Alfred Taylor in the 1980 film version of Breaker Morant, and Pontius Pilate in the Australian concert production of Jesus Christ Superstar. Many Australians still remember him best from his nearly 20-year stint on the Australian children's series Play School (1972–1991). During his tenure with Play School, he narrated various children's video trailers for ABC-TV. Waters also appeared in the 1983 Australian miniseries All the Rivers Run as Brenton Edwards. He was in the original Australian production of They're Playing Our Song, which opened on 23 August 1980 at the Theatre Royal in Sydney. It starred Waters and Jacki Weaver, with Rhonda Burchmore as one of the "Inner Voices".
An Australian cast recording of the show was later released by Festival Records. In 1989, Waters won the AFI Award for Best Actor for his role as Garfield the Cat in the Frank Howson-written film Boulevard of Broken Dreams. Waters is also an accomplished musician, and has toured for many years with his one man show Looking Through a Glass Onion, a tribute to John Lennon featuring numerous examples of Lennon's music, words and images. Waters also appeared on stage in a production of The Sound of Music, in which he played the part of Captain von Trapp, alongside Lisa McCune as Maria. In 2002, he had a role in the short-lived drama, Young Lions. He played Perry Luscombe in Fireflies, which lasted for only one season on ABC-TV in 2004. He has starred in advertisements for Bird's Eye frozen food products, and also joined the cast of All Saints in June 2006 as Mike Vlasek, the new head of surgery. He remained with the show until its cancellation in late 2009. In 2008, he played The Narrator in Richard O'Brien's Rocky Horror Show at Star City Casino, Sydney. Waters has toured around Australia in a critically acclaimed role alongside Brett Tucker in The Woman In Black. He currently appears on the Logie-award winning series, Offspring. 2. John Waters (born April 22, 1946, Baltimore, Maryland) is an American filmmaker, who became well known in the early 1970s for his intentionally transgressive comedies. Waters grew up in Towson, Maryland, a suburb of Baltimore.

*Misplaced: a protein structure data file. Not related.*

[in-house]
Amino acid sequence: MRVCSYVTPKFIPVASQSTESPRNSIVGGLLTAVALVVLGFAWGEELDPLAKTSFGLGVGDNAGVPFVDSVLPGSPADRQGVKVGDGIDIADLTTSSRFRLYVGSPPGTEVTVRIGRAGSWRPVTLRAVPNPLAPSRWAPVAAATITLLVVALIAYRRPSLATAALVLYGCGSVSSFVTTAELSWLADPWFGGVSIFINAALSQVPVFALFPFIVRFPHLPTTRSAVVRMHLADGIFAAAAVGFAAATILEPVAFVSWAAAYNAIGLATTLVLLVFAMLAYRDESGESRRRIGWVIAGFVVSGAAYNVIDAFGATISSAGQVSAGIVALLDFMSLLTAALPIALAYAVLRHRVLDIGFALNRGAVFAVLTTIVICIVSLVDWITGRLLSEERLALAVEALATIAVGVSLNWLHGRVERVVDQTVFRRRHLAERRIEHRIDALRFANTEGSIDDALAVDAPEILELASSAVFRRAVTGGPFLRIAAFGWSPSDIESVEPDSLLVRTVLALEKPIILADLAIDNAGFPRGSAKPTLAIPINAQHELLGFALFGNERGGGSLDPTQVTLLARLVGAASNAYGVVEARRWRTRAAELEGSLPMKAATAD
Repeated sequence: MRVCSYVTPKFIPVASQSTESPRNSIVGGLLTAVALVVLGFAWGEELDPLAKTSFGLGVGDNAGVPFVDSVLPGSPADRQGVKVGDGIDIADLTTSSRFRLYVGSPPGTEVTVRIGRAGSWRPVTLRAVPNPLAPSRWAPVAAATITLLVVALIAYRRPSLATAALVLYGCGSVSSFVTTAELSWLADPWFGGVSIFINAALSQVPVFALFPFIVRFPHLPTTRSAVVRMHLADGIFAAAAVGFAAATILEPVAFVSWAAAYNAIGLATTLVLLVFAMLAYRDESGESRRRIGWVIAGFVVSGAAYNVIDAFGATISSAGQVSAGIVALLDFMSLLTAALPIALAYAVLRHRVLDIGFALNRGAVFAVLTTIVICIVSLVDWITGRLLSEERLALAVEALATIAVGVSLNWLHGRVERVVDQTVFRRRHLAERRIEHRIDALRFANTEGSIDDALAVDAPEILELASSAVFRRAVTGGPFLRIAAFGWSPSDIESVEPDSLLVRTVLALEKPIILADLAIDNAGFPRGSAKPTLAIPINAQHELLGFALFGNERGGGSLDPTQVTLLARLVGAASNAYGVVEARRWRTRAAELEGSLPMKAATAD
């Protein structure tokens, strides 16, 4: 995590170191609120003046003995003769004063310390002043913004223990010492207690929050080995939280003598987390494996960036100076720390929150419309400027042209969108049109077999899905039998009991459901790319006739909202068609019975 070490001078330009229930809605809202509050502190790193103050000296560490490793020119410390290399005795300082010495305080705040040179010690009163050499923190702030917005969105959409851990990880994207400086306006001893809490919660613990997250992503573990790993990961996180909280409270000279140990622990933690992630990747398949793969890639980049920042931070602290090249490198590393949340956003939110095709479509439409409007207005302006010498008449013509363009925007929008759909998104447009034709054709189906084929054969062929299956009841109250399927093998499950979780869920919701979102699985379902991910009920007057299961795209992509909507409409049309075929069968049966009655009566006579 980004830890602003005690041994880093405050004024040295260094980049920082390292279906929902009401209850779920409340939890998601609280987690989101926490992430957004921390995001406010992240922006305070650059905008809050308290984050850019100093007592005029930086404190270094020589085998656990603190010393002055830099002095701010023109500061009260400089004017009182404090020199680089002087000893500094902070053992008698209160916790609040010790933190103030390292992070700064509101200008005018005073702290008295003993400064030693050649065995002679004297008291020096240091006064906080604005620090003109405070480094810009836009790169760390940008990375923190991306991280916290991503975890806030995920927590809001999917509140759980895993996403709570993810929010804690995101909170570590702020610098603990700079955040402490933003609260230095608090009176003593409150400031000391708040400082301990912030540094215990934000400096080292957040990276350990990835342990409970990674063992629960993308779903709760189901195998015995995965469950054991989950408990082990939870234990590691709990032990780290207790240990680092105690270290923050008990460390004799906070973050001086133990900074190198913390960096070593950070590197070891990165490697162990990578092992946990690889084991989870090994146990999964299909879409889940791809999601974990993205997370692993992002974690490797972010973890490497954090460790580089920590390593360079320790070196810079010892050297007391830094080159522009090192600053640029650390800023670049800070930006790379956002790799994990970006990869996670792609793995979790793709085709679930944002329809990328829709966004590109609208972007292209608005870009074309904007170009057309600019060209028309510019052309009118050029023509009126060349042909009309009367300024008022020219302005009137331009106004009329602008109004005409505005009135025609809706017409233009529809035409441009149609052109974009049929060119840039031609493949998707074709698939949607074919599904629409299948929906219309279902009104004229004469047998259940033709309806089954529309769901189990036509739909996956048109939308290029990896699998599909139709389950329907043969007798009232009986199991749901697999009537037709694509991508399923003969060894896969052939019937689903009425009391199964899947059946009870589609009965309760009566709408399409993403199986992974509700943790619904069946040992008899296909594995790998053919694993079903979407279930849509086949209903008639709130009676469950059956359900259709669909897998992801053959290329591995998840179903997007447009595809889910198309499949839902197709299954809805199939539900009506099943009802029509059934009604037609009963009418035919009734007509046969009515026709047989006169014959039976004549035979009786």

His boyhood friend and muse Glen Milstead, later known as Divine, also lived in Baltimore County, Maryland, a short distance away. Waters' films would become Divine's primary star vehicle. Waters' early films were all shot in the Baltimore area with his company of local actors, the Dreamlanders. In addition to Divine, the group included Mink Stole, Cookie Mueller, Edith Massey, David Lochary, Mary Vivian Pearce, and others.
These early films were among the first picked up for distribution by New Line Cinema. Waters Premiers his films at the Baltimore Senator Theatre and sometimes at the Charles Theatre. Waters' early campy movies present filthily loveable characters in outrageous situations with hyperbolic dialogue. His early films, Pink Flamingos, Female Trouble, and Desperate Living, which he labeled the Trash Trilogy, pushed hard at the boundaries of conventional propriety and movie censorship. A particularly notorious final segment of Pink Flamingos, simply added in as a non sequitur to the end of the film, featured, in one take without special effects, a small dog defecating and Divine eating the dog feces. His 1981 film Polyester starred Divine opposite once-teen-idol Tab Hunter.
His films have become less controversial and more mainstream, although works such as Hairspray, Cry-Baby and Serial Mom still retain his trademark inventiveness. The film Hairspray was turned into a hit Broadway musical, which swept the 2003 Tony Awards, and a remake is currently being filmed. Waters' most recent film, the NC-17 rated A Dirty Shame, is a move back toward his earlier, more controversial work. He also had a cameo in Jackass Number Two, which starred Dirty Shame co-star Johnny Knoxville. He is currently a professor of Cinema and Subcultural Studies at the European Graduate School.  Read more on Last.fm.
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